John James Audubon was a largely self-taught arist-naturalist whose intent was clearly scientific. His...view artist
Artwork Related to this Lesson
Student Learning Objectives
- Students will study the life cycle of an andromous fish and it’s role in the local ecosystem. We will be working in conjunction with the Shad in the Classroom program from the NC Museum of Natural Sciences (http://naturalsciences.org/learn/learning-resources/shad-in-the-classroom) but this lesson could be taught on its own.
- Using art to document science helps students understand how the disciplines compliment each other and how art can be used to enhance observation skills.
- Both scientists and artists must develop strong observation skills. Drawing encourages students to practice these skills. The time spent studying the subject and deciding how to draw it are important for this development process.
- Students learn to think visually. Our students live in a visual world but they often don’t take time to observe and wonder. Preparing their own visual image let’s them think through the process and consider how to best represent concepts and features.
- Experimenting with different drawing mediums such as pencil and ink or colored pencils can show students how their observations can be represented in different ways. Techniques and strategies for drawing are also important. Examples would be to have students draw the large shapes before details or moving from whole to parts.
- Nature Journals and Species Field Guides combine artwork and written information on the same page. A thoughtful approach to composing the page is necessary to create a balanced page that clearly shows all the information the artist would like to share.
- Student’s were introduced to watercolor techniques including wash, dry brush, sponging, and salt.
- As a final activity, students were asked to evaluate the process of raising shad and creating nature journals. They were then asked to assess the value of the program for future classes and comment on the parts of the program they found most valuable and explain their reasoning.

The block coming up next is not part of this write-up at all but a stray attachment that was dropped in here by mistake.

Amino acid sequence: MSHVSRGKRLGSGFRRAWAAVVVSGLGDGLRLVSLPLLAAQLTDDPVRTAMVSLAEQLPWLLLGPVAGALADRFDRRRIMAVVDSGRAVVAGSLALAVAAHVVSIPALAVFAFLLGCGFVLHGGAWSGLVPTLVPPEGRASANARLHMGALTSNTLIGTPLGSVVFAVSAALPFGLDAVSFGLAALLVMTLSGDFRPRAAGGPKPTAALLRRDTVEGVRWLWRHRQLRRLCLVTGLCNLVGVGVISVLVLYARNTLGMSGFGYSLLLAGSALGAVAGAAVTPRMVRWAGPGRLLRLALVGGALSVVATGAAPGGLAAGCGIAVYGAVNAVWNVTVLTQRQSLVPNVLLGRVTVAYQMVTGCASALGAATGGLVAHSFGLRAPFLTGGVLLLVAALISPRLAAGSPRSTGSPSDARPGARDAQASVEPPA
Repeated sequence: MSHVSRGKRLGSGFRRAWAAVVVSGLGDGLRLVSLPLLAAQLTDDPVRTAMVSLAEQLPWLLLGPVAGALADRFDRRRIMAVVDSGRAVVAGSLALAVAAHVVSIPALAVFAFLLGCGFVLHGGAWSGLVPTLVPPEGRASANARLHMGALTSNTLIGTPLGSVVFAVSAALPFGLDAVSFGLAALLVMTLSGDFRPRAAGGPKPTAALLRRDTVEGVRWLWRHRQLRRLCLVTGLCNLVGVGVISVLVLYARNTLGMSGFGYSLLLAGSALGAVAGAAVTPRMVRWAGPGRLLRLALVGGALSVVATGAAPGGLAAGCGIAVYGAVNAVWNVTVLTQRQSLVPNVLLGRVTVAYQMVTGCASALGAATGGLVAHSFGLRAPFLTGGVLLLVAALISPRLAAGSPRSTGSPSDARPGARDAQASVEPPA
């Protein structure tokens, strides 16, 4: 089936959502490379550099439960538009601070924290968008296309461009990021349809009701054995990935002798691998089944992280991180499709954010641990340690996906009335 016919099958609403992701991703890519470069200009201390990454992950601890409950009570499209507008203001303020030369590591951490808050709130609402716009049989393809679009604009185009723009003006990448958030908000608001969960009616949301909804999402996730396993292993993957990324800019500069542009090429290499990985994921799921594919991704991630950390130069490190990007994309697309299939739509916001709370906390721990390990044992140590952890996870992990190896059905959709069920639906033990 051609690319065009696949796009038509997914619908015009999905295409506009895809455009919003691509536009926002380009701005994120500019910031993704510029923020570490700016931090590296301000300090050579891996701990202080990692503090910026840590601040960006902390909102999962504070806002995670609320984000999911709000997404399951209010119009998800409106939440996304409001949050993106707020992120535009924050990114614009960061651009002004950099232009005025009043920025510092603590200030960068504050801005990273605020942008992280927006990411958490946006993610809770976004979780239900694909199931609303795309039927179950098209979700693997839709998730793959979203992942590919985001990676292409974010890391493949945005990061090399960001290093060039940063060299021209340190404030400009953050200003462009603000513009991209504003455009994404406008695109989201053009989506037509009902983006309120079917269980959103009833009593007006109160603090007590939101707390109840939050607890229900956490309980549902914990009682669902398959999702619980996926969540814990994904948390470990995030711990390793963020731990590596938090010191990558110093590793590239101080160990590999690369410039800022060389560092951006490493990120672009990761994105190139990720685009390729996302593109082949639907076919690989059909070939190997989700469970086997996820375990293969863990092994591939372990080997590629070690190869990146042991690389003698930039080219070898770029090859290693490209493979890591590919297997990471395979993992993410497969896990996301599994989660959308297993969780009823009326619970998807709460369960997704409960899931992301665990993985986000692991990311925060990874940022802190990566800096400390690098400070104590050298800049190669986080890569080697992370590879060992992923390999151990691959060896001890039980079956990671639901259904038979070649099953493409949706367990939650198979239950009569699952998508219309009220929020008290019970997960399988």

Student will begin this project by working in groups to discuss how the shad fit into the ecosystems within and around the river and create a list of the animals that might interact with the shad.
Once the class has compiled a list of the possible animals that benefit from the shad life cycle, they will look at Audubon prints (carolina parrot and curlew) as well as field guides of the various animals to see how they are portrayed by different artists.
Students will choose one of the animals on the the shad interaction list and create their own 8 x 10 in., double-sided, Species Field Guide which will be hand-drawn and hand-written.
Students will create and personalize their own nature journals and will document the process of raising fish eggs and releasing the fry into the river.
Writer’s note: One day of the nature journaling required students to create a water color of the shad fry in the river. We began with simple watercolor techniques and then more experienced students shared some ideas about watercolors such as painting the background first and using small amounts of water. Once the watercolor was dry, students glued them into the nature journal.
Group discussion requires that students understand the inderdependence of different groups of animals, birds and fish near the river ecosystem.
Student Species Field Guides show attention to detail and documentation of an animals life cycle and habitat.
Nature journaling encourages close observation, page composition, research skills, patience and practice
anadromous- Relating to fish, such as salmon or shad, that migrate up rivers from the sea to breed in fresh water
ecosystem- a biological community of interacting organisms and their physical environment
predator- an animal that lives by killing and eating other animals
prey- an animal that is hunted and killed by another for food.
paper for nature journals
watercolors and brushes
Peterson Field Guides
Golden Guide Field Guides